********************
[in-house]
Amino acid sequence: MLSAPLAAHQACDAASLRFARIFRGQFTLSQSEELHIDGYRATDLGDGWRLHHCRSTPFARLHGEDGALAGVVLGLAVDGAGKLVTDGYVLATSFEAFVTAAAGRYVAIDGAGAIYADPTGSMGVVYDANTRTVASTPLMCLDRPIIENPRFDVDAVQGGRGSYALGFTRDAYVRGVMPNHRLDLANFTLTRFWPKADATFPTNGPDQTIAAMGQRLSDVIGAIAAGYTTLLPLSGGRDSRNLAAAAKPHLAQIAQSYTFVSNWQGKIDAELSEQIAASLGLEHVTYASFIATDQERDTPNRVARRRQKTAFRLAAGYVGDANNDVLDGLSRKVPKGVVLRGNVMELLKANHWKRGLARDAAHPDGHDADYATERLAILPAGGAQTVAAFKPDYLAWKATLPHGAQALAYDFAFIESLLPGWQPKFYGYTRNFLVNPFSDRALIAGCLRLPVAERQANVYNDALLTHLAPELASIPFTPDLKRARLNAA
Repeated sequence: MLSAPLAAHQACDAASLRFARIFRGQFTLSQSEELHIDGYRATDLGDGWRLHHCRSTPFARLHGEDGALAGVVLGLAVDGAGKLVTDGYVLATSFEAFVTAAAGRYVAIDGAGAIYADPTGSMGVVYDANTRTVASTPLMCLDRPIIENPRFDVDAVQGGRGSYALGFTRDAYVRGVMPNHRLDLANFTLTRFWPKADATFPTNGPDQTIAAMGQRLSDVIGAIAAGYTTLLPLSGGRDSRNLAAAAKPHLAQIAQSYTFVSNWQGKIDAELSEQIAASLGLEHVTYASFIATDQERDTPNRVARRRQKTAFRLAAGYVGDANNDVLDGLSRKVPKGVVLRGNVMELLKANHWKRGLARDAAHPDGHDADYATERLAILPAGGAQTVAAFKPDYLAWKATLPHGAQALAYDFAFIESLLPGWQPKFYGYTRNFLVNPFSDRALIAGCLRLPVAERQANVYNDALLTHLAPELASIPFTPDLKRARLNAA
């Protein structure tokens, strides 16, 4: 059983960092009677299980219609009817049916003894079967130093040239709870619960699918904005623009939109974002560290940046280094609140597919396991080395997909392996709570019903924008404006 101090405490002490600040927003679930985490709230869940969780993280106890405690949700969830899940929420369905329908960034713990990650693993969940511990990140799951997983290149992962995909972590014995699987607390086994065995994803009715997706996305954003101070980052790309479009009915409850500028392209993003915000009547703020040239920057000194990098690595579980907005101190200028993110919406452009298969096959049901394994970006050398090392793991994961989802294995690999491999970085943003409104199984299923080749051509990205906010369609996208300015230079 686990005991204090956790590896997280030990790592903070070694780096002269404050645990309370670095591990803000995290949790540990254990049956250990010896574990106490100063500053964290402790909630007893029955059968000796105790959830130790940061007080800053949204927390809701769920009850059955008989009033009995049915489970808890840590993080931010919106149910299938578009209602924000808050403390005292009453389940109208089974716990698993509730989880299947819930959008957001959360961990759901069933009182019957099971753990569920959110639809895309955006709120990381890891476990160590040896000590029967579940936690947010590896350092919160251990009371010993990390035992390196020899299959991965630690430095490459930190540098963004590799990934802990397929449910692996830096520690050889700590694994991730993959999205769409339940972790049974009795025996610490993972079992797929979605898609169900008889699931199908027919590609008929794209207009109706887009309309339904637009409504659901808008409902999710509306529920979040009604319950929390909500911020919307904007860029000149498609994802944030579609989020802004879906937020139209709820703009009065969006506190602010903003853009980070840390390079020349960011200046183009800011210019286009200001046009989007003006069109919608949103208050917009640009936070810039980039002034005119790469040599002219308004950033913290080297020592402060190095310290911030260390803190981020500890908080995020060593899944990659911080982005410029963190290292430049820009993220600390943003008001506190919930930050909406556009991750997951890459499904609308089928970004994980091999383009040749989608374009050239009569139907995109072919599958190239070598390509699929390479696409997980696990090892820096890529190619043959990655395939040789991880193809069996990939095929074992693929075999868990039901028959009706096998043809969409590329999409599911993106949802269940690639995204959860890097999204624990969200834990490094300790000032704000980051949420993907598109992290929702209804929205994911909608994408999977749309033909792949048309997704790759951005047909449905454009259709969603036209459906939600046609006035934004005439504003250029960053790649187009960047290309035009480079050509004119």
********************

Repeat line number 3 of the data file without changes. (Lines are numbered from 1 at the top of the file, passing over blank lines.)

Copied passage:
Repeated sequence: MLSAPLAAHQACDAASLRFARIFRGQFTLSQSEELHIDGYRATDLGDGWRLHHCRSTPFARLHGEDGALAGVVLGLAVDGAGKLVTDGYVLATSFEAFVTAAAGRYVAIDGAGAIYADPTGSMGVVYDANTRTVASTPLMCLDRPIIENPRFDVDAVQGGRGSYALGFTRDAYVRGVMPNHRLDLANFTLTRFWPKADATFPTNGPDQTIAAMGQRLSDVIGAIAAGYTTLLPLSGGRDSRNLAAAAKPHLAQIAQSYTFVSNWQGKIDAELSEQIAASLGLEHVTYASFIATDQERDTPNRVARRRQKTAFRLAAGYVGDANNDVLDGLSRKVPKGVVLRGNVMELLKANHWKRGLARDAAHPDGHDADYATERLAILPAGGAQTVAAFKPDYLAWKATLPHGAQALAYDFAFIESLLPGWQPKFYGYTRNFLVNPFSDRALIAGCLRLPVAERQANVYNDALLTHLAPELASIPFTPDLKRARLNAA